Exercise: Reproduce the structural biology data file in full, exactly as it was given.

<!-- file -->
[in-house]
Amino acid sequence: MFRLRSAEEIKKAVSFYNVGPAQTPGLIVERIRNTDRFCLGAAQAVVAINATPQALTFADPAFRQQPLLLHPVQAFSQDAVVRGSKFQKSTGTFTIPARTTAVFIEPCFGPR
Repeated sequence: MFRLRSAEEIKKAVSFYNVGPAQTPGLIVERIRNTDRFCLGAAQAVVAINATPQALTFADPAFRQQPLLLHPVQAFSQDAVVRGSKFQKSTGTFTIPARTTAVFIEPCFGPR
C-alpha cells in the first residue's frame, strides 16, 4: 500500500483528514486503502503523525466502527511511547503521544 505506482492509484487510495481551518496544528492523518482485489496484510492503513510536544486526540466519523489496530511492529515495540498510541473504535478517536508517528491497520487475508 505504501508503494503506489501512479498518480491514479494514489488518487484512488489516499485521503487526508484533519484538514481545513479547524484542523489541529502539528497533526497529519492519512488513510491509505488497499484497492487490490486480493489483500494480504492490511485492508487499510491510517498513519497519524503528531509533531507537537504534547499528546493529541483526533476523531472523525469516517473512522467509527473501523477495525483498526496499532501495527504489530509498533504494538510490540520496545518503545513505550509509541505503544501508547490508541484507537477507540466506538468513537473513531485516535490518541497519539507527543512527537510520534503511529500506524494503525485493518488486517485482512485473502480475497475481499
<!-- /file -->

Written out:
[in-house]
Amino acid sequence: MFRLRSAEEIKKAVSFYNVGPAQTPGLIVERIRNTDRFCLGAAQAVVAINATPQALTFADPAFRQQPLLLHPVQAFSQDAVVRGSKFQKSTGTFTIPARTTAVFIEPCFGPR
Repeated sequence: MFRLRSAEEIKKAVSFYNVGPAQTPGLIVERIRNTDRFCLGAAQAVVAINATPQALTFADPAFRQQPLLLHPVQAFSQDAVVRGSKFQKSTGTFTIPARTTAVFIEPCFGPR
C-alpha cells in the first residue's frame, strides 16, 4: 500500500483528514486503502503523525466502527511511547503521544 505506482492509484487510495481551518496544528492523518482485489496484510492503513510536544486526540466519523489496530511492529515495540498510541473504535478517536508517528491497520487475508 505504501508503494503506489501512479498518480491514479494514489488518487484512488489516499485521503487526508484533519484538514481545513479547524484542523489541529502539528497533526497529519492519512488513510491509505488497499484497492487490490486480493489483500494480504492490511485492508487499510491510517498513519497519524503528531509533531507537537504534547499528546493529541483526533476523531472523525469516517473512522467509527473501523477495525483498526496499532501495527504489530509498533504494538510490540520496545518503545513505550509509541505503544501508547490508541484507537477507540466506538468513537473513531485516535490518541497519539507527543512527537510520534503511529500506524494503525485493518488486517485482512485473502480475497475481499